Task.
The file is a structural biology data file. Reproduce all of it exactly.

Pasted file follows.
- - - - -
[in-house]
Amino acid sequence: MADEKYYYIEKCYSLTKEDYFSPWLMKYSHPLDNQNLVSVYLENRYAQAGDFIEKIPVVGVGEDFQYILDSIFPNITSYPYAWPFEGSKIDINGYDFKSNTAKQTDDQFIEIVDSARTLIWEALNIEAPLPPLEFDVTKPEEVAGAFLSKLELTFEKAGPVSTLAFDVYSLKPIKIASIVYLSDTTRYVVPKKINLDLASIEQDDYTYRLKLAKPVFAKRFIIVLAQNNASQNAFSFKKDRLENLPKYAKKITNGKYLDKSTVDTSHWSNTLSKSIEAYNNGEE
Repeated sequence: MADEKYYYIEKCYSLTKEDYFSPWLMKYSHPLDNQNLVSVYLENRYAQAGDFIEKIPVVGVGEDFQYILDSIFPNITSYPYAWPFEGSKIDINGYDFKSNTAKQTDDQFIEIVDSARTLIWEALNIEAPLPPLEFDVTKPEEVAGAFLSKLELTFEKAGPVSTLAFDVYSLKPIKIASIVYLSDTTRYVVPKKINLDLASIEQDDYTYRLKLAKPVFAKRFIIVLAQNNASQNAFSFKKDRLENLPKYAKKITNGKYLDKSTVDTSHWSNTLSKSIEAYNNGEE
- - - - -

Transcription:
[in-house]
Amino acid sequence: MADEKYYYIEKCYSLTKEDYFSPWLMKYSHPLDNQNLVSVYLENRYAQAGDFIEKIPVVGVGEDFQYILDSIFPNITSYPYAWPFEGSKIDINGYDFKSNTAKQTDDQFIEIVDSARTLIWEALNIEAPLPPLEFDVTKPEEVAGAFLSKLELTFEKAGPVSTLAFDVYSLKPIKIASIVYLSDTTRYVVPKKINLDLASIEQDDYTYRLKLAKPVFAKRFIIVLAQNNASQNAFSFKKDRLENLPKYAKKITNGKYLDKSTVDTSHWSNTLSKSIEAYNNGEE
Repeated sequence: MADEKYYYIEKCYSLTKEDYFSPWLMKYSHPLDNQNLVSVYLENRYAQAGDFIEKIPVVGVGEDFQYILDSIFPNITSYPYAWPFEGSKIDINGYDFKSNTAKQTDDQFIEIVDSARTLIWEALNIEAPLPPLEFDVTKPEEVAGAFLSKLELTFEKAGPVSTLAFDVYSLKPIKIASIVYLSDTTRYVVPKKINLDLASIEQDDYTYRLKLAKPVFAKRFIIVLAQNNASQNAFSFKKDRLENLPKYAKKITNGKYLDKSTVDTSHWSNTLSKSIEAYNNGEE